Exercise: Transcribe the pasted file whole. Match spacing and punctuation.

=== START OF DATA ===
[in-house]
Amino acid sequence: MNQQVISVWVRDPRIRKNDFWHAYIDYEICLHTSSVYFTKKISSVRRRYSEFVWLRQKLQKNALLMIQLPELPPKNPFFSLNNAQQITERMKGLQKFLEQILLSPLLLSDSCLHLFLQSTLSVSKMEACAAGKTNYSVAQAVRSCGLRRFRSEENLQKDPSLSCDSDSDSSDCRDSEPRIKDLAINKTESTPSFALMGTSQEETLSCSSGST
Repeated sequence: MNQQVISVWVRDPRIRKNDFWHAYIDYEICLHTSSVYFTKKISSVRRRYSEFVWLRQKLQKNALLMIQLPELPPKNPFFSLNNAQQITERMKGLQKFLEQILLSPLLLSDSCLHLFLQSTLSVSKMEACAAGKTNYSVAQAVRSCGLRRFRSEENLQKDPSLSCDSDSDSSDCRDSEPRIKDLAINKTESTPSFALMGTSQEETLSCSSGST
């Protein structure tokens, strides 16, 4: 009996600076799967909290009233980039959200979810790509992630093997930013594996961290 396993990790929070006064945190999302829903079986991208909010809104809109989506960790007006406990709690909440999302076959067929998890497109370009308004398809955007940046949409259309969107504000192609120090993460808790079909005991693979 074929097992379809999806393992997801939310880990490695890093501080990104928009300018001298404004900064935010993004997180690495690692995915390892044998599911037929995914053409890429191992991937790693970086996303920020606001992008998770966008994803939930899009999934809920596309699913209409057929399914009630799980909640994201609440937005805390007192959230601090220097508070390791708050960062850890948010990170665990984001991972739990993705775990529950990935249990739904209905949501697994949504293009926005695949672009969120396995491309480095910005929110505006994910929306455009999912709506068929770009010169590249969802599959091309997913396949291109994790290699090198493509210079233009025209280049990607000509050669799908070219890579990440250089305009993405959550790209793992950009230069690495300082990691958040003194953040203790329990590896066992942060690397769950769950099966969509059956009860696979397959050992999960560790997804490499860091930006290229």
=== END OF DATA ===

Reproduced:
[in-house]
Amino acid sequence: MNQQVISVWVRDPRIRKNDFWHAYIDYEICLHTSSVYFTKKISSVRRRYSEFVWLRQKLQKNALLMIQLPELPPKNPFFSLNNAQQITERMKGLQKFLEQILLSPLLLSDSCLHLFLQSTLSVSKMEACAAGKTNYSVAQAVRSCGLRRFRSEENLQKDPSLSCDSDSDSSDCRDSEPRIKDLAINKTESTPSFALMGTSQEETLSCSSGST
Repeated sequence: MNQQVISVWVRDPRIRKNDFWHAYIDYEICLHTSSVYFTKKISSVRRRYSEFVWLRQKLQKNALLMIQLPELPPKNPFFSLNNAQQITERMKGLQKFLEQILLSPLLLSDSCLHLFLQSTLSVSKMEACAAGKTNYSVAQAVRSCGLRRFRSEENLQKDPSLSCDSDSDSSDCRDSEPRIKDLAINKTESTPSFALMGTSQEETLSCSSGST
């Protein structure tokens, strides 16, 4: 009996600076799967909290009233980039959200979810790509992630093997930013594996961290 396993990790929070006064945190999302829903079986991208909010809104809109989506960790007006406990709690909440999302076959067929998890497109370009308004398809955007940046949409259309969107504000192609120090993460808790079909005991693979 074929097992379809999806393992997801939310880990490695890093501080990104928009300018001298404004900064935010993004997180690495690692995915390892044998599911037929995914053409890429191992991937790693970086996303920020606001992008998770966008994803939930899009999934809920596309699913209409057929399914009630799980909640994201609440937005805390007192959230601090220097508070390791708050960062850890948010990170665990984001991972739990993705775990529950990935249990739904209905949501697994949504293009926005695949672009969120396995491309480095910005929110505006994910929306455009999912709506068929770009010169590249969802599959091309997913396949291109994790290699090198493509210079233009025209280049990607000509050669799908070219890579990440250089305009993405959550790209793992950009230069690495300082990691958040003194953040203790329990590896066992942060690397769950769950099966969509059956009860696979397959050992999960560790997804490499860091930006290229």